"Fantastic Beasts and Where to Find Them" had no trouble finding first place at the box office this weekend, if not in as magical a fashion as some expected.

The "Harry Potter" spinoff, which stars Eddie Redmayne as a wizard in 1920s New York, collected an estimated $75 million in the U.S. and Canada, a fine opening ahead of a holiday week, when movie-going typically increases.

But "Fantastic Beasts," based on a screenplay by J.K. Rowling, arrived in theaters under pressure to perform exceptionally well. The movie cost $180 million to produce, and kicks off a five-film series based on the wizarding world for its studio, Time Warner Inc.'s Warner Bros.

An opening closer to $90 million would have eased concerns about whether the audience appetite was keen enough to support such an undertaking. On the positive side: An "A" grade from opening-weekend audiences surveyed by the CinemaScore market research firm suggests the film will get strong word-of-mouth.

Overseas, the movie collected an additional $143.3 million. It hasn't yet opened in China, the world's second-largest market for movie tickets.

"Fantastic Beasts" had an older opening-weekend audience than the "Harry Potter" movies that set the box office ablaze from 2001 to 2011, said Jeff Goldstein, Warner Bros.' president of domestic distribution.

The studio expects the movies to draw in younger crowds as the series progresses, he said, especiallysince many original "Harry Potter" fans are having children of their own.

"Fantastic Beasts" kicks off a yearslong effort by Warner Bros. to build a franchise that can keep the "Harry Potter" world alive. The first "Fantastic Beasts" sequel is slated to hit theaters in November 2018. The studio's other franchises include "The Lego Movie" productions and adaptations of DC Comics, including next year's "Wonder Woman."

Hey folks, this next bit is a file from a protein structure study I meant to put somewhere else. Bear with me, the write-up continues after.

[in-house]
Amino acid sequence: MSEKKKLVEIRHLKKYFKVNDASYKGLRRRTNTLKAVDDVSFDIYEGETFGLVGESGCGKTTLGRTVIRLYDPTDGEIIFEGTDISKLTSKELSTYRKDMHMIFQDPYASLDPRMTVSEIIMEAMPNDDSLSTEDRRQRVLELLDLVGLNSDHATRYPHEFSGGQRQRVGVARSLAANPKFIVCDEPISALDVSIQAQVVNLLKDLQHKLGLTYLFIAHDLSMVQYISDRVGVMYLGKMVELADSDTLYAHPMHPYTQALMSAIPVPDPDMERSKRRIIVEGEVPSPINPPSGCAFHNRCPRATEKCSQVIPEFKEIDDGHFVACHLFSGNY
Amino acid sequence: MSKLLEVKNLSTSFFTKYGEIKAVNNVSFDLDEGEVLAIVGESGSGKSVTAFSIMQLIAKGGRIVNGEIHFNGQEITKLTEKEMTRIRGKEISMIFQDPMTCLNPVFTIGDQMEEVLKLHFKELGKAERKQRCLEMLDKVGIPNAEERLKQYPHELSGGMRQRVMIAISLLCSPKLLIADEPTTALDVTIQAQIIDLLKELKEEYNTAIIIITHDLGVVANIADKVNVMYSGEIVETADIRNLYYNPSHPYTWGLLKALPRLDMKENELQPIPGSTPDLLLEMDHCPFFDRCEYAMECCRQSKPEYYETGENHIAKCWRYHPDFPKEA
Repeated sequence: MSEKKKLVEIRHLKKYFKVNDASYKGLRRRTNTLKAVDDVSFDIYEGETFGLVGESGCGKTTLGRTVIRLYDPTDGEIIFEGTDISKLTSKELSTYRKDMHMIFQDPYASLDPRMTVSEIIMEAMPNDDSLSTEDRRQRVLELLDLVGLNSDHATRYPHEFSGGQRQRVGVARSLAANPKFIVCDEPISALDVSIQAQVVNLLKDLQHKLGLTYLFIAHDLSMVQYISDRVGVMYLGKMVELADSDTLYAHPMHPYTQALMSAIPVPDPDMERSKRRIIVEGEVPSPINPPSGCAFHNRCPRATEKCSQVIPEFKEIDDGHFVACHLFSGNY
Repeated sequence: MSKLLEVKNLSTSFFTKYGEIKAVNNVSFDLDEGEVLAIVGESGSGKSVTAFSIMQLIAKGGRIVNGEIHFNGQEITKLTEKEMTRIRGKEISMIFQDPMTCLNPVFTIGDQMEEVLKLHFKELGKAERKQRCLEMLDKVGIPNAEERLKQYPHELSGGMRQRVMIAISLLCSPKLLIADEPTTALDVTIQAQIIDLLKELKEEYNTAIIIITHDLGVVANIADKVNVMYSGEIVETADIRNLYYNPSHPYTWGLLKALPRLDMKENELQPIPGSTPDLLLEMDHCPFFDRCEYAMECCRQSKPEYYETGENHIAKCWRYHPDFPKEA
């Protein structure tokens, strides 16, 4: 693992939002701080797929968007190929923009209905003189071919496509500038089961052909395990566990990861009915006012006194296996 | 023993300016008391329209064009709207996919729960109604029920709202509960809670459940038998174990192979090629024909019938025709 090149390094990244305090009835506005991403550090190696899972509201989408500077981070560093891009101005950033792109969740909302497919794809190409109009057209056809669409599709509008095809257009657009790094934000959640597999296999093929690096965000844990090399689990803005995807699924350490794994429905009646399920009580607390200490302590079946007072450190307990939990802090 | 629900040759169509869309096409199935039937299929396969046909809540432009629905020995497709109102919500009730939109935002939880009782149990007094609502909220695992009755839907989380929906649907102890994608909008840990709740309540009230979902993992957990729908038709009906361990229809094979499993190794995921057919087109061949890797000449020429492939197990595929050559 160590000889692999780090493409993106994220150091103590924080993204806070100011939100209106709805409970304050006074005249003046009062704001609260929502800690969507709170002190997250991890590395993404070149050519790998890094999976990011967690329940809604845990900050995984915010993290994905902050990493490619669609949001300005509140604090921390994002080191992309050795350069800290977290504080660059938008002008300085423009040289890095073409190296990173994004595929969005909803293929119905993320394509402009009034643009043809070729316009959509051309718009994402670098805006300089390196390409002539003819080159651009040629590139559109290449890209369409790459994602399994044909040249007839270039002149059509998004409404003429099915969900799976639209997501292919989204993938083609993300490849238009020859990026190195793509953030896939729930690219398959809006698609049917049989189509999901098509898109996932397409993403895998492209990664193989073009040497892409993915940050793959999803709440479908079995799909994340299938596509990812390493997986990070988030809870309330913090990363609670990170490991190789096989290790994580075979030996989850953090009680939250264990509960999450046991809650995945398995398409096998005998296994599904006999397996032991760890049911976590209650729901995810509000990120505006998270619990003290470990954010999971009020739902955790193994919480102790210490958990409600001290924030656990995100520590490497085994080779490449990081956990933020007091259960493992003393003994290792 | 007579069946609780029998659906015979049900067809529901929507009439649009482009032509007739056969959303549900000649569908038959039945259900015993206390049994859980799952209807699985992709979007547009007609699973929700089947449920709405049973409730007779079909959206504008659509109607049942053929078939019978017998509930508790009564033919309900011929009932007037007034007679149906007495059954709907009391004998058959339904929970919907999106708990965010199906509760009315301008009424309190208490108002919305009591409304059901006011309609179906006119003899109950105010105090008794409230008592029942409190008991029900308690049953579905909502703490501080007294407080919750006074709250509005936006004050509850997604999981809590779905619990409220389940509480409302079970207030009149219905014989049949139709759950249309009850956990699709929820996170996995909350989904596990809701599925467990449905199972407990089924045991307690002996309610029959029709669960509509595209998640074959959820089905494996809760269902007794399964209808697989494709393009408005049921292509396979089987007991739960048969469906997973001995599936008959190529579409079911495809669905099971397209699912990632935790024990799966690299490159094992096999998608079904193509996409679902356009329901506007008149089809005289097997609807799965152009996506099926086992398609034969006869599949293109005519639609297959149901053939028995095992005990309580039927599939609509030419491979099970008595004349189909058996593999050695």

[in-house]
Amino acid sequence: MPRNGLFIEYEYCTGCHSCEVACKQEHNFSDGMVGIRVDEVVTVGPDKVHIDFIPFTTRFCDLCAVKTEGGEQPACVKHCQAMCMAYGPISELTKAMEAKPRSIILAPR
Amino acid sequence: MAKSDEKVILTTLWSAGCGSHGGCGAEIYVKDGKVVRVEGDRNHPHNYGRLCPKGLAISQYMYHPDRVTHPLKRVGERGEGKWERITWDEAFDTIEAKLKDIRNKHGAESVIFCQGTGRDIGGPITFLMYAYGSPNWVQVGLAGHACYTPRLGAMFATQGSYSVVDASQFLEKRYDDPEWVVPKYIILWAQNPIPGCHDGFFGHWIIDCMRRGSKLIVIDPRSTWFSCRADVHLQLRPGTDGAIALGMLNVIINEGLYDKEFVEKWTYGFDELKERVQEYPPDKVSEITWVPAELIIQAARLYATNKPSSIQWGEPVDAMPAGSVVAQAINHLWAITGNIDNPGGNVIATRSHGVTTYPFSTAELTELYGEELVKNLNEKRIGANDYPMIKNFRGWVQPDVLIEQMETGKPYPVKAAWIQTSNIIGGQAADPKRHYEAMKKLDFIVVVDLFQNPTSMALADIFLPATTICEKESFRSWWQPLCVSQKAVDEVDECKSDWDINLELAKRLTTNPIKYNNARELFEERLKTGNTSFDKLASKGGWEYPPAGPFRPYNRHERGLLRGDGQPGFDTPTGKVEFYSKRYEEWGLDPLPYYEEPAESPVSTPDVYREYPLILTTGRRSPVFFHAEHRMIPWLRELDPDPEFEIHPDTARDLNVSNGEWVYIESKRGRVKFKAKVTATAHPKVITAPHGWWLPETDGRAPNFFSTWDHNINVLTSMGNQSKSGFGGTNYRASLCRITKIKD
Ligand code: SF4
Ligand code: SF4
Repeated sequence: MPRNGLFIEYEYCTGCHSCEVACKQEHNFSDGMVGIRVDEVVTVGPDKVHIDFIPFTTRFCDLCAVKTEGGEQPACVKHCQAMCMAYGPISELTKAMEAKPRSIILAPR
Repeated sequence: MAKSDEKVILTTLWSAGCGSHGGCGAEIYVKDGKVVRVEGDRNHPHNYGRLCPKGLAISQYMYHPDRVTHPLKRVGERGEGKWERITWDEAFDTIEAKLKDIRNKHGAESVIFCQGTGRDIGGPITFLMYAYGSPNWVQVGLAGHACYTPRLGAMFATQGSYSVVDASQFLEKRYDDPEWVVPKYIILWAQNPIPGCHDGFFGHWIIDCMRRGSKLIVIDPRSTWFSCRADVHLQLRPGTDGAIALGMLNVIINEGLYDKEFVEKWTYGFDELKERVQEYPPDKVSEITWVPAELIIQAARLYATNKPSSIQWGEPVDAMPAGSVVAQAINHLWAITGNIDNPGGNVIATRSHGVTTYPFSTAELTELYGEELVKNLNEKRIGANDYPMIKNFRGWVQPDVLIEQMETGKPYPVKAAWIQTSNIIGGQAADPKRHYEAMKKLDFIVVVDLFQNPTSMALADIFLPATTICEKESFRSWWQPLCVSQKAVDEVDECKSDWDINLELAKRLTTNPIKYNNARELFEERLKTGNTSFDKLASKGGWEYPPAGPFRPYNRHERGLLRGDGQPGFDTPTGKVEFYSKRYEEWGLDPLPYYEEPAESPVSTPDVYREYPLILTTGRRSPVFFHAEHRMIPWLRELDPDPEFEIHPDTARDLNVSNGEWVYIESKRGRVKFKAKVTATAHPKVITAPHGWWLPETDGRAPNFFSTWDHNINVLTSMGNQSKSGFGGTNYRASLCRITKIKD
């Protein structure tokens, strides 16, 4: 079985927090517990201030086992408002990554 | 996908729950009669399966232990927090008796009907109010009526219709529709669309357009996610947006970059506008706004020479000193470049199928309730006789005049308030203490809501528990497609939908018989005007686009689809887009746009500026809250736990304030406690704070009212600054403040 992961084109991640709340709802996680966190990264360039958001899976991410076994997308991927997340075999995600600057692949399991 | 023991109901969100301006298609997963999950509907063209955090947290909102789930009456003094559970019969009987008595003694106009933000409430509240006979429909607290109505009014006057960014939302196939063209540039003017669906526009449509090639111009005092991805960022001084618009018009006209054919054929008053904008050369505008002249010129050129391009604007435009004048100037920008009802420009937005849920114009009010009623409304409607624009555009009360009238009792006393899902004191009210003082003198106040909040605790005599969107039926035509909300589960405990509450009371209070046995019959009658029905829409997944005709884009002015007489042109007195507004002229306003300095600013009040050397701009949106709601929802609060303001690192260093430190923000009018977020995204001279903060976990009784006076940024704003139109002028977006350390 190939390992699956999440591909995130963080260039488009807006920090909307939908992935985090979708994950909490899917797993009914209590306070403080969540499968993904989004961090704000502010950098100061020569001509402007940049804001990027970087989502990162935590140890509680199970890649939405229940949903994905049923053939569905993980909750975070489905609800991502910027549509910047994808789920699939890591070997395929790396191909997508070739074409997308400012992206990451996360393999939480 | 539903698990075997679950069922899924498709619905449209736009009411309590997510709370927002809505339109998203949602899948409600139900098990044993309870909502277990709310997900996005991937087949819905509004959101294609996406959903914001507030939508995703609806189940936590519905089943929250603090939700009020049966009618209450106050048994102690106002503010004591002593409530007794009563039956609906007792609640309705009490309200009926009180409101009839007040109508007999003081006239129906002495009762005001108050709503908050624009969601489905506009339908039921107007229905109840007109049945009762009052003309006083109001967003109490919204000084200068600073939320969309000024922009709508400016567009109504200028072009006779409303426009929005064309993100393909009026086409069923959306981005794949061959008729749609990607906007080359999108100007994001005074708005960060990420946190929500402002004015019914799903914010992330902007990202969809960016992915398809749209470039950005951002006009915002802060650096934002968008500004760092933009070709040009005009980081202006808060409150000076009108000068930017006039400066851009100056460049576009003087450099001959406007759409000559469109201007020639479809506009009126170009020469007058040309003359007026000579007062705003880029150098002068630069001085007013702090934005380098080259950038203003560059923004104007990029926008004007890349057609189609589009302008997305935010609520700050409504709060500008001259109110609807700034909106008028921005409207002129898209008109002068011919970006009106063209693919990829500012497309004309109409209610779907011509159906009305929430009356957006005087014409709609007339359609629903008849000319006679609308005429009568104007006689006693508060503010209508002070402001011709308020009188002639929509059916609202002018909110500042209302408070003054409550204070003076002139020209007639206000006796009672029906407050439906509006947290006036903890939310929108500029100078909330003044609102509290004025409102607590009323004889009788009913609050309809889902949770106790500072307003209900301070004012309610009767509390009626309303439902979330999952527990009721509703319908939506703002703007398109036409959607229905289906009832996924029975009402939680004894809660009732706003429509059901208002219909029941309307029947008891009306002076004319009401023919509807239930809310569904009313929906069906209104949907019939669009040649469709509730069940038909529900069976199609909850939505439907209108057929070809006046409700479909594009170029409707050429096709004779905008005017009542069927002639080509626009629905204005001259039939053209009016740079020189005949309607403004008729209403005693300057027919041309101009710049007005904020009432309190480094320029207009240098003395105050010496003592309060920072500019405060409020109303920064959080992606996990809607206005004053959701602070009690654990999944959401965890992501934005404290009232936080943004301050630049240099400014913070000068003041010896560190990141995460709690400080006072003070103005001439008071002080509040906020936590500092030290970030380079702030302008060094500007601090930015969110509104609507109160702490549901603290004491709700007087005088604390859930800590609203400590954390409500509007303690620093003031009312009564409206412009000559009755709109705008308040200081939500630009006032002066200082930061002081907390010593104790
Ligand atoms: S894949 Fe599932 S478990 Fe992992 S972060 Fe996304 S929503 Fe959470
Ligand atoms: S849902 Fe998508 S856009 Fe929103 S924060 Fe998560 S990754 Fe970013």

Mr. Goldstein said the "key point" of the initial "Fantastic Beasts" movie was to "get audiences interested and want to participate in this world." The movie's opening, he said, was in line with what the studio expected for the start of a series not as well known as the original "Harry Potter" stories.

As "Fantastic Beasts" sucked up all the box-office oxygen for new releases, three other arrivals flopped hard.

"Edge of Seventeen," a coming-of-age comedy from STX Entertainment starring Hailee Steinfeld, collected a measly$4.8 million. "Bleed for This," a boxing drama starring Miles Teller and distributed by Open Road Films, was KO'd, taking in just $2.4 million.

"Billy Lynn's Long Halftime Walk," about a soldier who returns home from war an uncomfortable hero, posted one of the worst wide-release openings in recent history. It collected $930,000 and follows other recent disappointments for the TriStar Productions label at Sony Corp.'s Sony Pictures Entertainment that include "Ricki and the Flash" and "The Walk."

In other box-office news, "Manchester By the Sea," a critically acclaimed family drama by director Kenneth Lonergan, collected an impressive $241,000 from four locations in New York and Los Angeles. The movie is being distributed by Roadside Attractions and Amazon Studios, a production division of e-commerce giant Amazon.com Inc. Amazon paid $10 million for distribution rights to the film at the Sundance Film Festival earlier this year.

Writeto Erich Schwartzel at erich.schwartzel@wsj.com

(END) Dow Jones Newswires

November 20, 2016 20:35 ET (01:35 GMT)

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